Smarter Wheelchairs Follow Your Commands, Unless You Do Something Foolish

Smart Wheelchairs at Case Western Reserve

There's no escaping age, but a team of researchers are trying to help an aging population escape the restrictions often placed on the more senior among us by limited mobility. At Case Western Reserve University, roboticists are working on a new kind of smart wheelchair that not only allows for joystick (in this case, an Xbox controller) and voice commands to guide a powered wheelchair, but boasts onboard AI that filters each command to make sure it is safe.

The video below offers a more thorough explanation, but essentially the researchers have devised forgiving automated wheelchair systems that allow for the occasional command mistake. This is especially important if, say, a person with limited physical mobility is using voice commands to guide his or her chair near obstacles or dangerous terrain (like a stairwell). Given a potentially dangerous command, the onboard computer second guesses it, ensuring the passenger doesn't inadvertently collide with something or put the chair on uneven terrain where a rollover might happen.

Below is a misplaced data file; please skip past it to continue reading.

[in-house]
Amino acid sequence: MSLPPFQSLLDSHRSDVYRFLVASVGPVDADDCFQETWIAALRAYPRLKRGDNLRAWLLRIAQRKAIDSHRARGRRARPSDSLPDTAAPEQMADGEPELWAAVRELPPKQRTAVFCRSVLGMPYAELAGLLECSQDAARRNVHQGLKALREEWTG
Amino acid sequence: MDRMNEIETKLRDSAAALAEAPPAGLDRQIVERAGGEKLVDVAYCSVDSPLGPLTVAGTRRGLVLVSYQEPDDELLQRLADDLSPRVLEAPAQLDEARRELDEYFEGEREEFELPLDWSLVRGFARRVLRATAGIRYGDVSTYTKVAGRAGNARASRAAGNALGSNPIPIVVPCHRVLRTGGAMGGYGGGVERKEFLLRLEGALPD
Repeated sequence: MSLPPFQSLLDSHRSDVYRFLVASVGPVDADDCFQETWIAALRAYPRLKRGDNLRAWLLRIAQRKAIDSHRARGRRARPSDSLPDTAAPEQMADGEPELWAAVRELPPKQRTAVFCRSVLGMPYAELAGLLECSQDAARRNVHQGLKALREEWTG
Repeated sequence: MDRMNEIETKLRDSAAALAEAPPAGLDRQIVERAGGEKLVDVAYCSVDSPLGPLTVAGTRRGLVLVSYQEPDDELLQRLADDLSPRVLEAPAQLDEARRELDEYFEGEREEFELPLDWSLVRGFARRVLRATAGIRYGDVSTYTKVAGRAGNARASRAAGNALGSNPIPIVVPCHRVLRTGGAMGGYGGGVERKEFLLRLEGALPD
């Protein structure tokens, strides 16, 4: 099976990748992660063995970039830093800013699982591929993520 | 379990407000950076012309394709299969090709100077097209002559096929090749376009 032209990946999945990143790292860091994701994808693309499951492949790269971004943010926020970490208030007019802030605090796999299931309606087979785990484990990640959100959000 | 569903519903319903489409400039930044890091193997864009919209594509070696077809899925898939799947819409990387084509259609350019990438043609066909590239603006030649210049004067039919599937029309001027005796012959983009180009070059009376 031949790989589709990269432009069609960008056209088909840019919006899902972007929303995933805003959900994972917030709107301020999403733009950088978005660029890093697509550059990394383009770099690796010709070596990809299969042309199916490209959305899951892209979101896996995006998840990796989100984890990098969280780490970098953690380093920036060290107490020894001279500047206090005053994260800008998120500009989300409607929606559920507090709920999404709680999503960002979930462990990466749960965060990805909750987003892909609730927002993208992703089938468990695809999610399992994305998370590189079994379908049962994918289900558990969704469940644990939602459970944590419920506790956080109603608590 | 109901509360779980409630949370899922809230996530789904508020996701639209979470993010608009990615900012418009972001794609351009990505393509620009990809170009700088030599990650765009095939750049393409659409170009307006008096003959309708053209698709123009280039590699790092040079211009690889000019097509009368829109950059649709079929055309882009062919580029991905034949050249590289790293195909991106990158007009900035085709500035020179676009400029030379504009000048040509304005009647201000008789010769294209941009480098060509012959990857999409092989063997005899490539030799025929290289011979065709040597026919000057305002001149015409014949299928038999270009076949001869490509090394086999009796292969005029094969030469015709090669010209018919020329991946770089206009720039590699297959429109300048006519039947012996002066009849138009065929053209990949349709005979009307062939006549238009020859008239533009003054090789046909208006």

The team is also experimenting with voice-command chairs that know their ways around. That is, the user doesn't just give directional commands ("go left," "stop," etc.) but geographical orders like "go to the vending machine," or "go home." The user can then sit back and let the chair navigate a route of its choosing.